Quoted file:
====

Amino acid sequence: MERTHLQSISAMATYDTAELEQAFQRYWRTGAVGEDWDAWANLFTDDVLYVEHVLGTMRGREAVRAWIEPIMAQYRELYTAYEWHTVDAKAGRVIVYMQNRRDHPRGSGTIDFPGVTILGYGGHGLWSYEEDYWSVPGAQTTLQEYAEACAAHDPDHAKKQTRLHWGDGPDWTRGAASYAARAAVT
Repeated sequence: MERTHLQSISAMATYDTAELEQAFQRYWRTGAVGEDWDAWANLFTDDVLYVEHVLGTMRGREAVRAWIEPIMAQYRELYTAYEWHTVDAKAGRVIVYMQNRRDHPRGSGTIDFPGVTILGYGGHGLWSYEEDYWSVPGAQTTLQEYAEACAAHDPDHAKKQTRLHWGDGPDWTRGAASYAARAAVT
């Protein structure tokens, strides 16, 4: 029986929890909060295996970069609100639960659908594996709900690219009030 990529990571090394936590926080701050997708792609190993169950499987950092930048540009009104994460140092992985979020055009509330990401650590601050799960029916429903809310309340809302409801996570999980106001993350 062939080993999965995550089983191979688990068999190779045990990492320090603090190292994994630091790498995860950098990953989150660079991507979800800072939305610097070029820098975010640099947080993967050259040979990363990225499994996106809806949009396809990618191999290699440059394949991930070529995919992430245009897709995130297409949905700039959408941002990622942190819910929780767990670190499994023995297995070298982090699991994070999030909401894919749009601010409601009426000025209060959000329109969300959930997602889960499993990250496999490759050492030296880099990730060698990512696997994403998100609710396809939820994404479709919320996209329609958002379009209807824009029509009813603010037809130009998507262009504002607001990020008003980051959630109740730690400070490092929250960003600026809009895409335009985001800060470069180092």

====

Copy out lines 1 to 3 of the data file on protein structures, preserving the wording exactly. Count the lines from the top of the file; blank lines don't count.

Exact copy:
Amino acid sequence: MERTHLQSISAMATYDTAELEQAFQRYWRTGAVGEDWDAWANLFTDDVLYVEHVLGTMRGREAVRAWIEPIMAQYRELYTAYEWHTVDAKAGRVIVYMQNRRDHPRGSGTIDFPGVTILGYGGHGLWSYEEDYWSVPGAQTTLQEYAEACAAHDPDHAKKQTRLHWGDGPDWTRGAASYAARAAVT
Repeated sequence: MERTHLQSISAMATYDTAELEQAFQRYWRTGAVGEDWDAWANLFTDDVLYVEHVLGTMRGREAVRAWIEPIMAQYRELYTAYEWHTVDAKAGRVIVYMQNRRDHPRGSGTIDFPGVTILGYGGHGLWSYEEDYWSVPGAQTTLQEYAEACAAHDPDHAKKQTRLHWGDGPDWTRGAASYAARAAVT
């Protein structure tokens, strides 16, 4: 029986929890909060295996970069609100639960659908594996709900690219009030 990529990571090394936590926080701050997708792609190993169950499987950092930048540009009104994460140092992985979020055009509330990401650590601050799960029916429903809310309340809302409801996570999980106001993350 062939080993999965995550089983191979688990068999190779045990990492320090603090190292994994630091790498995860950098990953989150660079991507979800800072939305610097070029820098975010640099947080993967050259040979990363990225499994996106809806949009396809990618191999290699440059394949991930070529995919992430245009897709995130297409949905700039959408941002990622942190819910929780767990670190499994023995297995070298982090699991994070999030909401894919749009601010409601009426000025209060959000329109969300959930997602889960499993990250496999490759050492030296880099990730060698990512696997994403998100609710396809939820994404479709919320996209329609958002379009209807824009029509009813603010037809130009998507262009504002607001990020008003980051959630109740730690400070490092929250960003600026809009895409335009985001800060470069180092």